School installs sensory hallway

Colebrook Consolidated School Principal Elizabeth Driscoll and school psychologist Jenna Bortugno
Colebrook Consolidated School Principal Elizabeth Driscoll and school psychologist Jenna Bortugno walking down the school's new sensory hallway.

While it might look primarily decorative, both Colebrook Consolidated School Principal Elizabeth Driscoll and school psychologist Jenna Bortugno said there’s much more to the school’s sensory hallway than meets the eye.
In early October, the school installed the vinyl adhesives for the hallway in the school hallway leading from the Kindergarten classroom to the cafeteria.
The stickers direct children to do physical activities, starting with a flower with numbered petals which is designed to get children to do high knee exercises, which leads to a ladybug hallway where children are supposed to walk on the path as if it was a balance beam.


From there, children are asked to jump from frog lily pad to lily pad, then march along a hallway of “feet” to a wall where they can do stand up pushups, then jump from “log” to “log” over to alphabet circles where they can hopscotch over each letter.
“The reason why the alphabet is upside down is that it is in front of the Kindergarten room and, when the students leave, we want to make sure they are reading the alphabet the right way,” Bortungo said. “The whole hallway is 80 feet, but the design was originally made for 40 feet. Because our hallway is a little more narrow, we stretched it out a little bit.”

According to both Driscoll and Bortungo, the adhesives were purchased by the school from www.sensorypath.com.
“Children throughout the day look for some kind of sensory input,” Driscoll said. “This is an opportunity for them to move their bodies. If someone is having trouble focusing and attending to their tasks in the classroom, this will allow them to move their bodies. It gives them a chance to move their bodies and their muscles, and get some sensory input.”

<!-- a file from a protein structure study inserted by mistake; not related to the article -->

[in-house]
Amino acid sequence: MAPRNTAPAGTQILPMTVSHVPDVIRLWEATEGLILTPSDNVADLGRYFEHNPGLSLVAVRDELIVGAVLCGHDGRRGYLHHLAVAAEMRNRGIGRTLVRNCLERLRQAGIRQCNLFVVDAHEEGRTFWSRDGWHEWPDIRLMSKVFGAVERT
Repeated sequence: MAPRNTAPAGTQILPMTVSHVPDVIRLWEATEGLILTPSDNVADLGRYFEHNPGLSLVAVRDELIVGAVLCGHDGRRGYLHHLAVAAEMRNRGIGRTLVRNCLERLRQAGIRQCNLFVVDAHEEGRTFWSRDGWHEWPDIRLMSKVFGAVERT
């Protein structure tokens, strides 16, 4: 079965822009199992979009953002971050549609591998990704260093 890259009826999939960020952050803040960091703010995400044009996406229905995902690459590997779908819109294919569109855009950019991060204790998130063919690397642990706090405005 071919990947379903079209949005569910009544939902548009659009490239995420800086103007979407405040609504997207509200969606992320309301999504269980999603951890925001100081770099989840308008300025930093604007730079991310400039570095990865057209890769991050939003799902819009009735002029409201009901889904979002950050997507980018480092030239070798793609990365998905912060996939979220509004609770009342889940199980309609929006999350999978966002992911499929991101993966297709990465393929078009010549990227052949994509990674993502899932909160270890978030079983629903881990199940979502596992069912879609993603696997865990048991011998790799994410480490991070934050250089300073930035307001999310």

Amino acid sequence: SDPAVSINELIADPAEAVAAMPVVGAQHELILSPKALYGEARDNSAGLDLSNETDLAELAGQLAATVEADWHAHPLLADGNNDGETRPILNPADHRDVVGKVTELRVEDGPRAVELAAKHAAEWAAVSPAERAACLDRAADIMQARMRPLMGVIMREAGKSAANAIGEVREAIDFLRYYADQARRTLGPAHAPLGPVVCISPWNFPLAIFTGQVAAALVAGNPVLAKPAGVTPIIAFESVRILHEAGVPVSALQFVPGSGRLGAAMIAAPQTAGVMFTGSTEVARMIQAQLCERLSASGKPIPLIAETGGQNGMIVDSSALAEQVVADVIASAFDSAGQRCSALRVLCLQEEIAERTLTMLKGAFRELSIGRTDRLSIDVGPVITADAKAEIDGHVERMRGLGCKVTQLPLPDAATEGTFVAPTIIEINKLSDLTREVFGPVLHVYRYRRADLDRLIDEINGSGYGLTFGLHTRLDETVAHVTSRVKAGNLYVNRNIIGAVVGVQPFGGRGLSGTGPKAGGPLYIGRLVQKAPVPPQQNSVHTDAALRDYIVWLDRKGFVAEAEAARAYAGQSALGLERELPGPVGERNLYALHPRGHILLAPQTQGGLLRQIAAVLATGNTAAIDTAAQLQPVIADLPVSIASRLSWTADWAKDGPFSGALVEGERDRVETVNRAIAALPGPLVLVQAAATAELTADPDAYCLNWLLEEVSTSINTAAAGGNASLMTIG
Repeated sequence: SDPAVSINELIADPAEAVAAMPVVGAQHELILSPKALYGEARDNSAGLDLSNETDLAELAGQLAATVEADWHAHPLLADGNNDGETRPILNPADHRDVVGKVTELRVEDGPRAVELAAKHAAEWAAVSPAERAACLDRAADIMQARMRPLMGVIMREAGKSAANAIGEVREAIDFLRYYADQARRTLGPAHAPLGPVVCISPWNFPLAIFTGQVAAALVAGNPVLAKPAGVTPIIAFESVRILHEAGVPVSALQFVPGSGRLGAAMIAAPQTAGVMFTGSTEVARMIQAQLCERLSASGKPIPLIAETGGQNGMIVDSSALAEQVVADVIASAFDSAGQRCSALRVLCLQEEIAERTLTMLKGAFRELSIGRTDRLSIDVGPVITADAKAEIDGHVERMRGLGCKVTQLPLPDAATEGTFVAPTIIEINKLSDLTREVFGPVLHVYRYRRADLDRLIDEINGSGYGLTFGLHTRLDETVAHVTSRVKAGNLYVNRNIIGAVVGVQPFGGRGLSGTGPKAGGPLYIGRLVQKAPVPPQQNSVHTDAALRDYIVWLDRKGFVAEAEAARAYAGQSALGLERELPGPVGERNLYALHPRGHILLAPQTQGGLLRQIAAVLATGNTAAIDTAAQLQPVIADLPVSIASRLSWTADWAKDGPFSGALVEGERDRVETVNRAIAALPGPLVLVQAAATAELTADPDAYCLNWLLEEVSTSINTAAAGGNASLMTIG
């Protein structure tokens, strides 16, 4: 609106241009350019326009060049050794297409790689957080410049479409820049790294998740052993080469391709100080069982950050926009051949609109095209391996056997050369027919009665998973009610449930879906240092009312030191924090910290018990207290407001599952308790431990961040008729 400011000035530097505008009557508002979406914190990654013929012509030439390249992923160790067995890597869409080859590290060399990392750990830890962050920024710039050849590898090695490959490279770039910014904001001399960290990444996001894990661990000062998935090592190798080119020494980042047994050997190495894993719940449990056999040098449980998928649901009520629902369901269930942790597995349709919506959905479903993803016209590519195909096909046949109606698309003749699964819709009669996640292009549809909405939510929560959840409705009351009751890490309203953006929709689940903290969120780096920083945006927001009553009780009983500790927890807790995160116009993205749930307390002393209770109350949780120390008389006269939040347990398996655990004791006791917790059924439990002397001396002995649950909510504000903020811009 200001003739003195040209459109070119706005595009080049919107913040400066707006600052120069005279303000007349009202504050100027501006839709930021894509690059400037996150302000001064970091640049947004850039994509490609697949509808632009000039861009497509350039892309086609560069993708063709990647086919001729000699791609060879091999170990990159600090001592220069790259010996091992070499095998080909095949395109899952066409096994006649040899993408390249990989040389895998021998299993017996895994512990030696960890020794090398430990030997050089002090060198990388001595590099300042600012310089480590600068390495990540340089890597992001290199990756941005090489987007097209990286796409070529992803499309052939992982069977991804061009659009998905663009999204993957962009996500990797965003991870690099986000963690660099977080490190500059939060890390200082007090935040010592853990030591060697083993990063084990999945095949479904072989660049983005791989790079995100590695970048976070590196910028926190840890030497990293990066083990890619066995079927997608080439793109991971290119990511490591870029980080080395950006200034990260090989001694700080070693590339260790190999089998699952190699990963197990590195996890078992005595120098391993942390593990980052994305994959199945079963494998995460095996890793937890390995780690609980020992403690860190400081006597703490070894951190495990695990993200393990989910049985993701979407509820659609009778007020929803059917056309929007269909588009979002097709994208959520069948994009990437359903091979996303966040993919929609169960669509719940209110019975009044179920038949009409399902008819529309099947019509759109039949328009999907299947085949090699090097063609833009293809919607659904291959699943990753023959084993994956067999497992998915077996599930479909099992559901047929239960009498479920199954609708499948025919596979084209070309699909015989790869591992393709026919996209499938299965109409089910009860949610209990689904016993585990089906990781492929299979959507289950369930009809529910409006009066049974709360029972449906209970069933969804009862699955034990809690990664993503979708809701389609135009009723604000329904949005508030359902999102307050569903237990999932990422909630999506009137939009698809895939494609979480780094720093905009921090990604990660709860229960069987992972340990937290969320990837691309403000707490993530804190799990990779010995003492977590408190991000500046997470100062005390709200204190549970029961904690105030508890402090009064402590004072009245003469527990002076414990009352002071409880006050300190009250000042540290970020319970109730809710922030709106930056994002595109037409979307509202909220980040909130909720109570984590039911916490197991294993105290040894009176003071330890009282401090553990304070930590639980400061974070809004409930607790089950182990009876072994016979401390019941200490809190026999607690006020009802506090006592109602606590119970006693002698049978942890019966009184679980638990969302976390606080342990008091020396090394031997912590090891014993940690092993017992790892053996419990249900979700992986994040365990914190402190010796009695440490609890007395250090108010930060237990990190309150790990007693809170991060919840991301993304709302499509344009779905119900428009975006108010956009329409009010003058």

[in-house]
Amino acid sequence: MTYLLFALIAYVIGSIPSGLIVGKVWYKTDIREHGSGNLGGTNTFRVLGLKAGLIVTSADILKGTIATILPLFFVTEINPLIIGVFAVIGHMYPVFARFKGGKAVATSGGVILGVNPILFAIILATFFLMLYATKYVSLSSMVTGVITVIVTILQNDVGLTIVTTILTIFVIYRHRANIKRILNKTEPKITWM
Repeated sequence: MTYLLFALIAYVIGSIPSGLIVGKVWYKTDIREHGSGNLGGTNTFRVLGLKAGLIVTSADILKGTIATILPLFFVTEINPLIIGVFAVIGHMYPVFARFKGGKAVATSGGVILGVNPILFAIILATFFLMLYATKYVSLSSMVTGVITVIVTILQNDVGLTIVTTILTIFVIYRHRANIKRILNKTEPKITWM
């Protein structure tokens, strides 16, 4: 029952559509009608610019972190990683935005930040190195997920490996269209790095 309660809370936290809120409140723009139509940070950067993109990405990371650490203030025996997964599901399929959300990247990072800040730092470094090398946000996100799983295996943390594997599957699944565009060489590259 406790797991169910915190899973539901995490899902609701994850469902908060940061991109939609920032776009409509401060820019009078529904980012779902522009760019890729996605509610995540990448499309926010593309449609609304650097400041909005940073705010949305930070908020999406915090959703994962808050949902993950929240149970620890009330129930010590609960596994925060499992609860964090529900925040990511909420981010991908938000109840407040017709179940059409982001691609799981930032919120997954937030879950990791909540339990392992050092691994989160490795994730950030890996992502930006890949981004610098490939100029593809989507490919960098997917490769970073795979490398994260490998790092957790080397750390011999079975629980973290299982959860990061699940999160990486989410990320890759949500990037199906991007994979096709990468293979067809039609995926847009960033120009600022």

“These types of sensory paths were originally designed for students with autism, but then it morphed into something for all elementary students,” Bortugno said. “It gives a chance for all students to take a break. We have students who fidget throughout the day and they need to move around. They tap their foot, or they wiggle in their seats. This is an opportunity to get out their wiggles and be more available for learning in the classroom.”
When asked, both Driscoll and Bortugno highly recommended other schools around the area installing a sensory hallway.
“It’s good for all children,” Driscoll said. “And adults. We’ve seen adults going on this hallway. It’s a nice opportunity to move your body. It’s a great tool for a lot of different aspects of the school day.”

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